Thursday, October 27, 2011

Heavenly Divine Squash Pie

Delicata squash

It was a big decision to name this pie. It was to be either heavenly or divine. Or both. The filling is fluffy-light compared to the much loved traditional pumpkin pie. It seems to be "spiked" (even tho the alcohol bakes away). As it bakes it warms the house with a wonderfully spicy aroma that feels perfect on  a crispy, chilly autumn day.

Although any squash or pumpkin can be used, a creamy squash such as Delicata adds to the dreamy texture. If you DO use a stringy type, please puree it in a blender first. 
If you'd prefer to do without the pie crust, bake the filling in custard dishes to make dreamy little puddings.
Makes one nine inch pie.
Make whole wheat pie crust for a single crust pie. Recipe here. Roll out the dough and fit it into a 9" pie plate. Trim the edge of the crust to 1/2" beyond the pie plate. Fold the edge under and crimp.
Preheat oven to 375 degrees.
Two large eggs: crack the eggs into a large mixing bowl and whisk. Add the following ingredients one at a time and whisk after each:
1-1/2 c. sour cream
2 c. squash, cooked and peeled
3/4 c. maple syrup
1/8 c. rum
Stir in:
1 tsp cinnamon
1 tsp ginger
1/2 tsp nutmeg
1/4 tsp cloves
1/2 tsp salt
Pour the filling into the dough-lined pie plate up to 1/2" of the top of the crust. If there is extra filling, pour into a custard dish and bake (for less time) beside the pie. Bake the pie for 35-45 minutes, until the filling is set; custards for much less time. Cool. Serve plain or with whipped cream. -jmm

What's Happening Now

The closet is so full of squash we’ve had to move our shoes out of there. Potatoes and newspapers are layered in brown paper bags on the floor of the root cellar. The freezer is filled to capacity with green beans, beef, cranberries, beets, beef, peas, greens, more beef, tomato sauce, strawberries and rhubarb. And beef.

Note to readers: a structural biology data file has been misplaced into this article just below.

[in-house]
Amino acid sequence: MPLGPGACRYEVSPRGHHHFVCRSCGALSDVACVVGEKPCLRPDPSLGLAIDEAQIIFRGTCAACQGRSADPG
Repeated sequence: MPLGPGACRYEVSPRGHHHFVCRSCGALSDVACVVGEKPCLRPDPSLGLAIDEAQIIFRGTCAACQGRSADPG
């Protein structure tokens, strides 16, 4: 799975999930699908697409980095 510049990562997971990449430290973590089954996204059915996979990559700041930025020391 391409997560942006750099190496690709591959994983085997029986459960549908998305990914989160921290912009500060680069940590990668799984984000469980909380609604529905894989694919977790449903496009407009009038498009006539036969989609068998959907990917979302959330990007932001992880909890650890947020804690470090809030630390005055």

So, you might think the gardening is over, right? Au contraire! The gardening is still a plethora in the happening (editors note- please accept that sentence as some kind of plethoretic poetry. If you happen to know my husband, feel free to ask. -jmm)
It's fall planting time. Yes, it's fall, and yes, I said planting. This is the time to plant garlic and to spread seeds into the cold frames. Eating from the garden year round means fall is both harvest and planting time.
Two kinds of kale
Garlic is essential to our cooking; we use it in almost everything. It needs at least a two-month cold spell for the individual cloves to grow and multiply, and here in Maine we can pretty much count on at least a few chilly months. Last weekend we planted 50 cloves that will be ready to harvest next July. After the ground freezes we'll cover the garlic row with straw. 
Our kale row is looking terrific. Kale is a very hardy green that is perfectly fine left in the garden all winter.  After a frost it develops a wonderfully sweet flavor. We brush off the winter snow and pick it to use in stir fries or soups, or steam it as a side dish. Its a favorite winter veggie for us.
Theres a whole lot going on with the cold frames right now. They've been set up for our winter veggies. We've blogged about our cold frames before; they're an integral part of our gardening experience. Click on "Cold Frame" in the side column to read those posts.